Energy justice seeks to correct damage done to people in low-income communities which have long suffered from fossil fuel pollution near their homes, lack of access to renewables-driven affordable electricity, climate change, and more. The concept is broadly referred to as environmental justice. But that term casts a much wider net, to include cross-cutting issues such as healthcare and transportation, whereas energy justice focuses on making affordable energy accessible to all. Renewable energy plays an important role in bringing energy justice to disadvantaged communities as clean energy can bring relief in many forms, including community and residential solar as well as energy storage.
The U.S. Department of Energy has developed a method for designating disadvantaged communities based on 36 criteria related to energy burden, environmental and climate hazards, socio-economic vulnerabilities, and fossil-fuel dependence. While these communities stand to benefit from renewable energy, a recent Berkeley Lab report, “Residential Solar-Adopter Income and Demographic Trends,” indicates that even though the rate of solar adoption among low-income residents is increasing (from 5% in 2010 to 11% in 2021), that segment of energy consumers remains under-represented among solar adopters, relative to its share of the population.
People living in these communities have several barriers to adoption. Many do not own the home they live in and are likely to live in multi-family housing units. Therefore, putting solar on the rooftop is not a viable option. Because such households are on low incomes, they often have low credit scores and cannot take advantage of the no-upfront-cost lease options on the market. Furthermore, their budgets are stretched thin – especially in the current economic climate – and they have little or no expendable income.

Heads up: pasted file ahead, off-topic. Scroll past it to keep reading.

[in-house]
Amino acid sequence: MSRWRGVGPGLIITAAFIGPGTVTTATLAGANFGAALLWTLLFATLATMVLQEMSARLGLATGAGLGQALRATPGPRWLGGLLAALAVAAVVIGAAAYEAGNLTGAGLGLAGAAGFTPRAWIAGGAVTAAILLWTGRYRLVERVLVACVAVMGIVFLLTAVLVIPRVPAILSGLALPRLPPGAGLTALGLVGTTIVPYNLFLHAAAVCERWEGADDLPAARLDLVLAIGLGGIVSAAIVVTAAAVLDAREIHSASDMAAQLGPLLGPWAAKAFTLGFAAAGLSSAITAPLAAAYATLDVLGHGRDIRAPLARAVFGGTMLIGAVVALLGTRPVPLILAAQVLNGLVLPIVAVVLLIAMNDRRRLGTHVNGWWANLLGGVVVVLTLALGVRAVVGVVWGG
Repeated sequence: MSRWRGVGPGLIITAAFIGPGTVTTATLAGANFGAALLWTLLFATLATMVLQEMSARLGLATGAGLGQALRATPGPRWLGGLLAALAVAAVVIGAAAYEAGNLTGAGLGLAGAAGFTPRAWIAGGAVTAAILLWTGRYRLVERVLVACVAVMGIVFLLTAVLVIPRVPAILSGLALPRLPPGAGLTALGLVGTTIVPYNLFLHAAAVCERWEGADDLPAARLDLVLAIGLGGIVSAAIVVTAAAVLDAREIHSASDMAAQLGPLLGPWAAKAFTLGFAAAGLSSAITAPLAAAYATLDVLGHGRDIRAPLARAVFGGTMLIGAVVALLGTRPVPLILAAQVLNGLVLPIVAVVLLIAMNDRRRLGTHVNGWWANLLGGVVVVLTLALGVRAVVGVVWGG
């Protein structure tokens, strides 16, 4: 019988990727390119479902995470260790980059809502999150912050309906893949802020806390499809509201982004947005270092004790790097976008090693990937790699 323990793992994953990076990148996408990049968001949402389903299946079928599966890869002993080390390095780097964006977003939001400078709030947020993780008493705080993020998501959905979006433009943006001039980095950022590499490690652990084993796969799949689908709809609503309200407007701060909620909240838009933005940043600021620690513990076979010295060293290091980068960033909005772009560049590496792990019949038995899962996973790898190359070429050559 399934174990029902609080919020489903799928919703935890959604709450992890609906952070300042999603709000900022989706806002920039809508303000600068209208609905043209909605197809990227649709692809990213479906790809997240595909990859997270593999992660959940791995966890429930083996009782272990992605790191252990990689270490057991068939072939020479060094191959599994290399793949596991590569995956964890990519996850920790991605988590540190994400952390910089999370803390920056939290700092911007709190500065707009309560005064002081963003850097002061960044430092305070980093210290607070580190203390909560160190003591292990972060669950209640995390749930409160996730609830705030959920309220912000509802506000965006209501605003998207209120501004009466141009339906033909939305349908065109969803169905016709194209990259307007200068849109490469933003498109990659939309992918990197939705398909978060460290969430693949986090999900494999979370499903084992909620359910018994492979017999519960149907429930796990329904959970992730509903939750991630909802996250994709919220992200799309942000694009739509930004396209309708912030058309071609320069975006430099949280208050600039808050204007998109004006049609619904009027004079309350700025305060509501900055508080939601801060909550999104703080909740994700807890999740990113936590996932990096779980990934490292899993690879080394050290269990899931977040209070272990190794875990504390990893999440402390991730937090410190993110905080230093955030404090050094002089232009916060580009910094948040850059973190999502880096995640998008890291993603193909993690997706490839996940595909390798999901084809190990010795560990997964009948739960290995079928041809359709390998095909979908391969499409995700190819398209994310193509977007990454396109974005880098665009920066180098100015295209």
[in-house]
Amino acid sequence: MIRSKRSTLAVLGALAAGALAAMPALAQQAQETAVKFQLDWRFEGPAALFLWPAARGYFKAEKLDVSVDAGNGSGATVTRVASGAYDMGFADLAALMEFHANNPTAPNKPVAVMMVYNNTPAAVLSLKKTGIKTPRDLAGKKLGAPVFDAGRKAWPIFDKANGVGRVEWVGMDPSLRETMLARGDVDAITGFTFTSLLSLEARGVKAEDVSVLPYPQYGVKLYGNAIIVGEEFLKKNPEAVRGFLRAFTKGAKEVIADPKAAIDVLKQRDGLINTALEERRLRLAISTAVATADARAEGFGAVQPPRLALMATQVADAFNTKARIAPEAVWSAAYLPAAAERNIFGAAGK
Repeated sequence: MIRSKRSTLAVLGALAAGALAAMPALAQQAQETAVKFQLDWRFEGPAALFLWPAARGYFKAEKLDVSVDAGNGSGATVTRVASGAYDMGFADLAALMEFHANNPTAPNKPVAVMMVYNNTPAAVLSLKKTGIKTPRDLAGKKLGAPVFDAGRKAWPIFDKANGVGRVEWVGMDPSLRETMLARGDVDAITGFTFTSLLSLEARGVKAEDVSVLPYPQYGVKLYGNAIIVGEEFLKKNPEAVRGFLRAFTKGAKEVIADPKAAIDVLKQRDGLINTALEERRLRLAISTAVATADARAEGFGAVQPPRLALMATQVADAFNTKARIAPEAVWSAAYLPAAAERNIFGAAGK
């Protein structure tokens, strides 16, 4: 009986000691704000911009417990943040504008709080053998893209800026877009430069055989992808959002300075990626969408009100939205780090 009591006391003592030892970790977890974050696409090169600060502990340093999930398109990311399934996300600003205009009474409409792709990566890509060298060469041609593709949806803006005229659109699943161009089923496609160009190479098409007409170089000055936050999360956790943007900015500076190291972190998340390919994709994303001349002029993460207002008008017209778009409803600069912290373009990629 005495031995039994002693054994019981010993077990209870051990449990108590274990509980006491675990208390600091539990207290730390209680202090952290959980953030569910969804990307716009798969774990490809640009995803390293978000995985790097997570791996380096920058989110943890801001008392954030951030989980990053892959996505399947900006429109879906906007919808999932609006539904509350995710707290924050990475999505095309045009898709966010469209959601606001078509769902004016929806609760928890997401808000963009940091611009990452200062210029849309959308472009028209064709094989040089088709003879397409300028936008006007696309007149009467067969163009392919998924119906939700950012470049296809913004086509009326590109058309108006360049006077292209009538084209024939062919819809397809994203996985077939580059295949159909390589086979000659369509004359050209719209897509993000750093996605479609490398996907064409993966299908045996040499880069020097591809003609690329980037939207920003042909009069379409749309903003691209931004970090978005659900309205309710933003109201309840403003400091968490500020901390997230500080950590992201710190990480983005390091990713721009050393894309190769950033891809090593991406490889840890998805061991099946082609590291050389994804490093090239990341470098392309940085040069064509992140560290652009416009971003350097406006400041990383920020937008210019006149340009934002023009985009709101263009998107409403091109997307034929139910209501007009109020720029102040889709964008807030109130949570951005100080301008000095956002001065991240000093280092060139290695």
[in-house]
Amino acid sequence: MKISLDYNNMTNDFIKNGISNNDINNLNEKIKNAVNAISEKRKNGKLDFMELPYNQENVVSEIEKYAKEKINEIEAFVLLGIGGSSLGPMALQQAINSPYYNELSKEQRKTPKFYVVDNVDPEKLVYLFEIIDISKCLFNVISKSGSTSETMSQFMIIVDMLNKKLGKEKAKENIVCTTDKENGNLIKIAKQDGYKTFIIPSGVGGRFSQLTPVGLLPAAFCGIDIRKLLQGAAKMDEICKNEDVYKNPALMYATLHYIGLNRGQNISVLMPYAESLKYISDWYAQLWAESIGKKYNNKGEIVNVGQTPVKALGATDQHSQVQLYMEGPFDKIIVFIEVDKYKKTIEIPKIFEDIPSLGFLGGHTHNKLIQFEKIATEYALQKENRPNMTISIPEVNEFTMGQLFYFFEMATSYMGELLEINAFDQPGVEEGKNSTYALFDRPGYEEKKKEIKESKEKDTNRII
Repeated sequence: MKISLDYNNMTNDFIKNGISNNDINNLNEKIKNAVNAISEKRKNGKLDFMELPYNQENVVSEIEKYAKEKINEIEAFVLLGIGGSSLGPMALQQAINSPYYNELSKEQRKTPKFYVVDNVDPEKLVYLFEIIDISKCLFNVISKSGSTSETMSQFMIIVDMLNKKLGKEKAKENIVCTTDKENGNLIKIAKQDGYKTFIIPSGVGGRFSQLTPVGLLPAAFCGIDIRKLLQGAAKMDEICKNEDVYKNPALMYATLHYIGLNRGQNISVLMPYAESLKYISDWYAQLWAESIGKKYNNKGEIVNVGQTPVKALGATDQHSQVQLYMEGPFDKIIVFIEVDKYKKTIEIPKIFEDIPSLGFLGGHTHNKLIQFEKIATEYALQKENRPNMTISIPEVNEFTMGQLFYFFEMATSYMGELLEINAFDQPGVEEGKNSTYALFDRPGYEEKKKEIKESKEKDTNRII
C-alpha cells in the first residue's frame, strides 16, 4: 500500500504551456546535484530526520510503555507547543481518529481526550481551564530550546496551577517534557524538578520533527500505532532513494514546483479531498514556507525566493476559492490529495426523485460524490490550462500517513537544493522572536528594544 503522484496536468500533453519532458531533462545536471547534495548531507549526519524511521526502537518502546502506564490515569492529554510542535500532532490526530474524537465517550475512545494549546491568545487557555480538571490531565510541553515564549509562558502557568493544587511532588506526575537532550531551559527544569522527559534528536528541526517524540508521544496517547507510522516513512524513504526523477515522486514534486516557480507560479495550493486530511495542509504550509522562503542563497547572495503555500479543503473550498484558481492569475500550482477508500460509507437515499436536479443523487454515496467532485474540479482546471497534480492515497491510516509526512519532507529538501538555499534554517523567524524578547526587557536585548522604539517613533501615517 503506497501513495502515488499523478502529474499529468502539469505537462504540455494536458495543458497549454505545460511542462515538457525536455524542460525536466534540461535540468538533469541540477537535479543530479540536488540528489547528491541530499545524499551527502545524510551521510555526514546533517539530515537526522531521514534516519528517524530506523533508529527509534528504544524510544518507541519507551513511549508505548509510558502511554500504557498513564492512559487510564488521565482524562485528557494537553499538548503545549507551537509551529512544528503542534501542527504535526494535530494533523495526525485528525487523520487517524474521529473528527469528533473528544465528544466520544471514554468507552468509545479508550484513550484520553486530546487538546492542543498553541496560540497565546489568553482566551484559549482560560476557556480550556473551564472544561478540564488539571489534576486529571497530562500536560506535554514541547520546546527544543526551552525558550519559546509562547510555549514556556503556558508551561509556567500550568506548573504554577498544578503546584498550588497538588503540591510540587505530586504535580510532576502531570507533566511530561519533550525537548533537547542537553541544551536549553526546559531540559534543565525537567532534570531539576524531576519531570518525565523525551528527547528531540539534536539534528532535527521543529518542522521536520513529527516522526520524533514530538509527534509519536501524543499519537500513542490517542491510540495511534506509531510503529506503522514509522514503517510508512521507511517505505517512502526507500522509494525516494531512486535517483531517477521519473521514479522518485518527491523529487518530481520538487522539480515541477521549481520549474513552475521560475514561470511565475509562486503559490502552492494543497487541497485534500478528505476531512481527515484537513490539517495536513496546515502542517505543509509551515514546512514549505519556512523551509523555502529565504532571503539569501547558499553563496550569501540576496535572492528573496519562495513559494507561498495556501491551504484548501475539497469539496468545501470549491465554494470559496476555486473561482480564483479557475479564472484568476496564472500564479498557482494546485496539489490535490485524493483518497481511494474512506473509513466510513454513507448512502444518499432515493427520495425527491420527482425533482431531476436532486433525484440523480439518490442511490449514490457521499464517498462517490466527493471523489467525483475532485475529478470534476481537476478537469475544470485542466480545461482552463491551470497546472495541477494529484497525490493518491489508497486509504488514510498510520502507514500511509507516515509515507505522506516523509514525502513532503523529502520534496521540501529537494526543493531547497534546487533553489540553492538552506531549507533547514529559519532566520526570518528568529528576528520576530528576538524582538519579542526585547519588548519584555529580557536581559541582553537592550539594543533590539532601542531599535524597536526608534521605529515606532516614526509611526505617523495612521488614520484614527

Community solar is especially applicable for those who can’t afford to “go solar” on their own, those who don’t own a rooftop, and those whose rooftops are not suitable for solar. Community solar is a solar project or purchasing program in which the energy from a solar project flows to multiple customers within a certain geographic area. The concept is taking off in the United States. For example in August, pv magazine USA reported that the community solar market in the U.S. would add at least 7 GW (DC) of generation capacity in existing markets over the next five years, based on a report by analyst Wood Mackenzie and the Coalition for Community Solar Access (CCSA).
However, the availability of community solar is a challenge. According to Olivia Nedd, senior policy director for access and equity at clean energy nonprofit Vote Solar, “some states are more adept at allowing community solar-enabling legislation, like California and Colorado.” Others, she said, “put up every roadblock barrier that you can imagine to stop community solar legislation or any kind of rooftop advancement.” She noted that in areas that lack policies to support community solar, low-income people face challenges in understanding how to access the technology.
Vote Solar is one of the groups working to make a difference by identifying programs and funding streams and then providing support to partners throughout the process of going solar. The group tries to connect people who want solar energy with community-based organizations, frontline groups, and individuals who can also provide input on how they should be spending their money.